Job 1 in this instance is to be able to recognize the idea, or theme, that the composer has created, because as the composer manipulates it, the theme is most often broken down in the course of development and/or combination with other themes or bits of themes.  And like all ideas, context matters -- the theme you originally encountered in the piece might have very different meaning when the composer brings it back later in the movement, or in a later movement.  And since most composers use multiple (and often contrasting) ideas simultaneously in a movement, being able to distinguish the ideas gives the listener an even better chance to follow and appreciate the behavior (if you will) of the piece.

Sounds complicated, doesn't it?  It doesn't have to be.  Many people don't care to deconstruct pieces and analyze them, and one can simply sit back and take tremendous pleasure in the aesthetics of each passing moment.  But listening skills can be developed.  If we are seeking to hear something, and the ear discerns it, we can focus and refine our understanding of what we hear.  Doing so can yield even greater rewards, especially in the presence of great music, and particularly when attending live concerts, when our visual sense influences how the brain interprets what we hear.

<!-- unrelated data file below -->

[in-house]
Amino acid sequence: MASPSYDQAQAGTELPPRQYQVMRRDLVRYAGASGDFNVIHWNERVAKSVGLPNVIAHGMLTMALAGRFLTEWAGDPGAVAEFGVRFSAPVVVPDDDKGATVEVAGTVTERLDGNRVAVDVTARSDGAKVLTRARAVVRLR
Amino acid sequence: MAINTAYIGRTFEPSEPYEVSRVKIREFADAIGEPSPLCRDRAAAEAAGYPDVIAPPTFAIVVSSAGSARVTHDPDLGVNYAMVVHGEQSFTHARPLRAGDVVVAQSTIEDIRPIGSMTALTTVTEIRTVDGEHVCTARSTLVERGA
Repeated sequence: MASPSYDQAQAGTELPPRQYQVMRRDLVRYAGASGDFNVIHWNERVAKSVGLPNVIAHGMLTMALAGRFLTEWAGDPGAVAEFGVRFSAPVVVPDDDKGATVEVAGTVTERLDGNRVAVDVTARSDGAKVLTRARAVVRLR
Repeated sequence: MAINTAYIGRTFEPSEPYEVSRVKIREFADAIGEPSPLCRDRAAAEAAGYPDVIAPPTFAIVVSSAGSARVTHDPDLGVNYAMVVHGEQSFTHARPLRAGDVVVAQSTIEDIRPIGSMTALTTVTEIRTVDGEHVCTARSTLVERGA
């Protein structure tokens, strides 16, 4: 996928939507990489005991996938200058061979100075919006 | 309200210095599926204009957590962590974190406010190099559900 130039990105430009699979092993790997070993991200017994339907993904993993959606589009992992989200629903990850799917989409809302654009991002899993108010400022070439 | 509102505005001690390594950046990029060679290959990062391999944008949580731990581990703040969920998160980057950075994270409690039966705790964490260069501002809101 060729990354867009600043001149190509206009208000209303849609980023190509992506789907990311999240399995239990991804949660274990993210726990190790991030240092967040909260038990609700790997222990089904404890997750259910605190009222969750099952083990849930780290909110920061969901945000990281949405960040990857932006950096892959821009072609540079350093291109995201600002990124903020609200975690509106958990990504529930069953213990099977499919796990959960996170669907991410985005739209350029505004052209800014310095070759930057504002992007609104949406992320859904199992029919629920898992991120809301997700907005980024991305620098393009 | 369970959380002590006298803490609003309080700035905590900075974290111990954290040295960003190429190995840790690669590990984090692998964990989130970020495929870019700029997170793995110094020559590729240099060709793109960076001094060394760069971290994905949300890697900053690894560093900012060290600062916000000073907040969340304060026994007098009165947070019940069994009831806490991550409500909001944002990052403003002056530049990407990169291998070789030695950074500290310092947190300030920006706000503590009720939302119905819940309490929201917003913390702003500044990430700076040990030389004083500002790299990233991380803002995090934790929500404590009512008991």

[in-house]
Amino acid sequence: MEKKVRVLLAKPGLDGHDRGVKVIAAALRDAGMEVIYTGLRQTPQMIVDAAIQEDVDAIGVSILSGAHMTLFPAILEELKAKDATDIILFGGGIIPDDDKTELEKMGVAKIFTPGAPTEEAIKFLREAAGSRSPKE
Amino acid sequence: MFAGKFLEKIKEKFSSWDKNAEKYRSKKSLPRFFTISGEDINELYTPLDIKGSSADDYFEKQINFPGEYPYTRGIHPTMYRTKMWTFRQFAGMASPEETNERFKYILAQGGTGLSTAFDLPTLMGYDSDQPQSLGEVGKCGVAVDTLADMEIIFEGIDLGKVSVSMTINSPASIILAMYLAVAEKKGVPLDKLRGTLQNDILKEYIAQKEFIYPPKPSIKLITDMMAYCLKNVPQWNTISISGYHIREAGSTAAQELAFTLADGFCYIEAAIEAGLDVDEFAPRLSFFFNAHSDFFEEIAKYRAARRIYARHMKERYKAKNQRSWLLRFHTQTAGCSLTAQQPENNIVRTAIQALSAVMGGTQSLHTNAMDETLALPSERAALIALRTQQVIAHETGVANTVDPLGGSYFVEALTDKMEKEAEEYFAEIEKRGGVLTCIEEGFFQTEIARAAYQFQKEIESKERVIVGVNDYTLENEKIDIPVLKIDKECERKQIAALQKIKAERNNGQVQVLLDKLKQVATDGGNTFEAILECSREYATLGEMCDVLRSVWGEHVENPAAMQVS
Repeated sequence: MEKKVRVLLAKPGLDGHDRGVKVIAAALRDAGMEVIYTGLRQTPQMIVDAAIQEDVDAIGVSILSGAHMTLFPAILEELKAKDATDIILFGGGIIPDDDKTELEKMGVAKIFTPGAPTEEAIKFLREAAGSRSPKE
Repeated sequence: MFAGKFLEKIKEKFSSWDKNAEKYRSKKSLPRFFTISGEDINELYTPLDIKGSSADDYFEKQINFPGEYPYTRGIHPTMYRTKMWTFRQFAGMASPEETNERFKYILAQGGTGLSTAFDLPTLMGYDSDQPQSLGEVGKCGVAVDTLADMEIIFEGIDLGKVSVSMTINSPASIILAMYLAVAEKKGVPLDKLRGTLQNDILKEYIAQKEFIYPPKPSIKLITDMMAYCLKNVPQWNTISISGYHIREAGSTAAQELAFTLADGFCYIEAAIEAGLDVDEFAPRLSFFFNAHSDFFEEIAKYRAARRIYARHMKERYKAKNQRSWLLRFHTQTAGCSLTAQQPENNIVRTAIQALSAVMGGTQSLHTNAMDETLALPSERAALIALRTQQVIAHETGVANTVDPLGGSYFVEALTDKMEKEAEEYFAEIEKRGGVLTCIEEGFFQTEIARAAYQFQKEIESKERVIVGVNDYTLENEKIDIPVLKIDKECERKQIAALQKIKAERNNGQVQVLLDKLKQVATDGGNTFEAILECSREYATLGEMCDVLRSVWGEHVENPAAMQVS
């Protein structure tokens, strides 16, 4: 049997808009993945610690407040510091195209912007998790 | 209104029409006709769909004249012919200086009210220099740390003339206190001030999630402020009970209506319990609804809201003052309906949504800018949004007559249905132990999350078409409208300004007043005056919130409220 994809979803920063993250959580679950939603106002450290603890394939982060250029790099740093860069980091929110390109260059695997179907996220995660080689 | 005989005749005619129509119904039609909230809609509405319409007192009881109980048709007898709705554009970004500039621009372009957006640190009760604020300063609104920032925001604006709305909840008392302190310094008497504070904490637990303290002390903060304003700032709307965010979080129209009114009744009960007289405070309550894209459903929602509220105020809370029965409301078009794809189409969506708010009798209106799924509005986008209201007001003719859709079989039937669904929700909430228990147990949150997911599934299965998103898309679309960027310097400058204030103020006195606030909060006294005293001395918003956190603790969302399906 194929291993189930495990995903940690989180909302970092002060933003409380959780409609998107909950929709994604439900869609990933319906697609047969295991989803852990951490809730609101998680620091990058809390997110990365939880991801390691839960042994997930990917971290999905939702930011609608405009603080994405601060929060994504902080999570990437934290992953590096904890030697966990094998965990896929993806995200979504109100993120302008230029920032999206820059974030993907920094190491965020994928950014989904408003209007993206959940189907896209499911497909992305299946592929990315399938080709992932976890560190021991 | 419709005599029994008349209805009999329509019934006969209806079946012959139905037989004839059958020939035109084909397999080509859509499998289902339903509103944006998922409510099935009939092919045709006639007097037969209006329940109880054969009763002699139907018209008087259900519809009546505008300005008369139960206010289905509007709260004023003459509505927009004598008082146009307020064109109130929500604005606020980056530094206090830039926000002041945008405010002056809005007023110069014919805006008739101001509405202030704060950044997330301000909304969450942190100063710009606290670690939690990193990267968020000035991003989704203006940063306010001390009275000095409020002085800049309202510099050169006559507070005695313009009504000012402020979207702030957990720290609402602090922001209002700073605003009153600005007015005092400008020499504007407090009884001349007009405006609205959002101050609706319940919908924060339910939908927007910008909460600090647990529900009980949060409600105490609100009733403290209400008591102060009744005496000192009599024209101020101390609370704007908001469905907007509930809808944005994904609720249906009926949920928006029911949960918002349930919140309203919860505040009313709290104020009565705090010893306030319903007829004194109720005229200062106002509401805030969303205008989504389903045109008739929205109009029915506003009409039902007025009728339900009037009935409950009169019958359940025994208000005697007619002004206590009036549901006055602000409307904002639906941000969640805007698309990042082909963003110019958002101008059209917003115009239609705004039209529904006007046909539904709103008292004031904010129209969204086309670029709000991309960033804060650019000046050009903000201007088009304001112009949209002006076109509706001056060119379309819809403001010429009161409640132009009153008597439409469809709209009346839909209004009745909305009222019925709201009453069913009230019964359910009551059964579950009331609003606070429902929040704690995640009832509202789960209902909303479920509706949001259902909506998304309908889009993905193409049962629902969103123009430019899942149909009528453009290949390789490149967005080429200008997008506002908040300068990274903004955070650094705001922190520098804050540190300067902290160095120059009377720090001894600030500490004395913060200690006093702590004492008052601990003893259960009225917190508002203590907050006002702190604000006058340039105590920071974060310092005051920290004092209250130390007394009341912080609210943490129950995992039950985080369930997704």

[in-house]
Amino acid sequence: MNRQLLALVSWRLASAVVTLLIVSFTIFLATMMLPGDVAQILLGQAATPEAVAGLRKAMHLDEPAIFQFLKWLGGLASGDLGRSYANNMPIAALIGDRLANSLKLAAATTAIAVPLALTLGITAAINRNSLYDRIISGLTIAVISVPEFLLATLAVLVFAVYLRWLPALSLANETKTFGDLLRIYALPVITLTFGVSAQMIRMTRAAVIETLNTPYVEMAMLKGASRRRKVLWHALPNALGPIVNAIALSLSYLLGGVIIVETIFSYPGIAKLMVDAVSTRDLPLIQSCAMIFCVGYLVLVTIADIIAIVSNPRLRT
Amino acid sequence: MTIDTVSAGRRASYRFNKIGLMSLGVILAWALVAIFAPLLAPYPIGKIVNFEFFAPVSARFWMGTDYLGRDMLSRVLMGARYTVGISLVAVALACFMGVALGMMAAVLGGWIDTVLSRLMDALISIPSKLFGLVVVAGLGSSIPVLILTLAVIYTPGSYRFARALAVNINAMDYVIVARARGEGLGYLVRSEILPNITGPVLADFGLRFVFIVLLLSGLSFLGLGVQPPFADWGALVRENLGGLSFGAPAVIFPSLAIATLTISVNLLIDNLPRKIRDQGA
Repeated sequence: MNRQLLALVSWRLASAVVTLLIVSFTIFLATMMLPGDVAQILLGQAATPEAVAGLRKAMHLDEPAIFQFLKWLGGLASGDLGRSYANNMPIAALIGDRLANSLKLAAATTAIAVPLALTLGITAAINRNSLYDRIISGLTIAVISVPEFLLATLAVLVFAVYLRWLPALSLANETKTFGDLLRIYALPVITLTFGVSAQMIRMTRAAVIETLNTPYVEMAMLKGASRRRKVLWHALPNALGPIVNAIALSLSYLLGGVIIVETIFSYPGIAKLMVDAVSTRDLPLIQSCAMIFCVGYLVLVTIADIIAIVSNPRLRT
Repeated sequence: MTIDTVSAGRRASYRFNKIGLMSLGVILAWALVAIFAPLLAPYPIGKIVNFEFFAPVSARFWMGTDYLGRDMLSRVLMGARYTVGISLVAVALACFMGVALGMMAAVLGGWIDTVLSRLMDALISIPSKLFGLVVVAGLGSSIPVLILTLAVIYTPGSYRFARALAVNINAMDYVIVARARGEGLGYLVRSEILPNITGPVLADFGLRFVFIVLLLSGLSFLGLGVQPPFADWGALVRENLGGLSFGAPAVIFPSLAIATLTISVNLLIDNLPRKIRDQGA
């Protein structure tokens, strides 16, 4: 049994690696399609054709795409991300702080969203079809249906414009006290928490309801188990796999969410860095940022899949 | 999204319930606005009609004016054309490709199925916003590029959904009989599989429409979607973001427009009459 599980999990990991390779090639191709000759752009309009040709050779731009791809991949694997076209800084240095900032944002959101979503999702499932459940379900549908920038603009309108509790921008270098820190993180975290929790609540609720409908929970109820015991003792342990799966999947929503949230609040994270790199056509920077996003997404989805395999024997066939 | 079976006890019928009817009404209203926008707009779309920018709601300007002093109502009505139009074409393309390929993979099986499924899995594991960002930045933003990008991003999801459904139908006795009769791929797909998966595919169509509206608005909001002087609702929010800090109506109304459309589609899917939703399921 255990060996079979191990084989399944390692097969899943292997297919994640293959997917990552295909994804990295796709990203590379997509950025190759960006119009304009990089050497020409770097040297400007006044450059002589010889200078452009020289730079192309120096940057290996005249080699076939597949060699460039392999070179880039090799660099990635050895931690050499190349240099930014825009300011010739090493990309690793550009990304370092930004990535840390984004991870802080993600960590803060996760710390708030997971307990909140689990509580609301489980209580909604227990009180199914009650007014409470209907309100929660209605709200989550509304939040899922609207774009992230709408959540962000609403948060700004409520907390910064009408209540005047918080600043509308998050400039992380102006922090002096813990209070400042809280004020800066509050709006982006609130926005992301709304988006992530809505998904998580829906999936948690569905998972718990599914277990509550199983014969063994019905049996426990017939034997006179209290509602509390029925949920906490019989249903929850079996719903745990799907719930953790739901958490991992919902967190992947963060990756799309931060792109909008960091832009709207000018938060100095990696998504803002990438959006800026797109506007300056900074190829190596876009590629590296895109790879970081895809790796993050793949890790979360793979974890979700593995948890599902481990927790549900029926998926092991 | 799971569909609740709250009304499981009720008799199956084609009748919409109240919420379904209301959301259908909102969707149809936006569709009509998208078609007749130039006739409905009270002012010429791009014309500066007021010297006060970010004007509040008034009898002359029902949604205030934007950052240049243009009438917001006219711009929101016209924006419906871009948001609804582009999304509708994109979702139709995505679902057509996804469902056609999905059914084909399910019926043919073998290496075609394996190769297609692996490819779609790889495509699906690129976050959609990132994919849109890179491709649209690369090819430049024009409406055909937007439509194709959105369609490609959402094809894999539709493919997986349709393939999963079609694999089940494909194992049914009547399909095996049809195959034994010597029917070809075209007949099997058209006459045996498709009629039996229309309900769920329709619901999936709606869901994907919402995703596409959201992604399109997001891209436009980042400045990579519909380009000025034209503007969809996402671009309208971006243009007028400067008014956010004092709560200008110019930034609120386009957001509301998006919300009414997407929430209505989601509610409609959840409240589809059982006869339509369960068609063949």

We're grateful to Tedd & Cookie Mendelsohn for their wonderful generosity as Friends of Spivey Hall Concert Sponsors in helping us to welcome the Jerusalem Quartet to Spivey Hall, whose superb acoustics respond beautifully to a fine string quartet's sound.  Good seats to this concert are still available.  You can purchase tickets online (and select exactly the seat you wish from those available) or call the Box Office at (678) 466-4200 for personalized service, especially with discounts (50% off for educators and students; Clayton State students can attend for just $10, and students enrolled in CSU music appreciation attend for free).  There's plenty of free, convenient parking at Spivey Hall, too.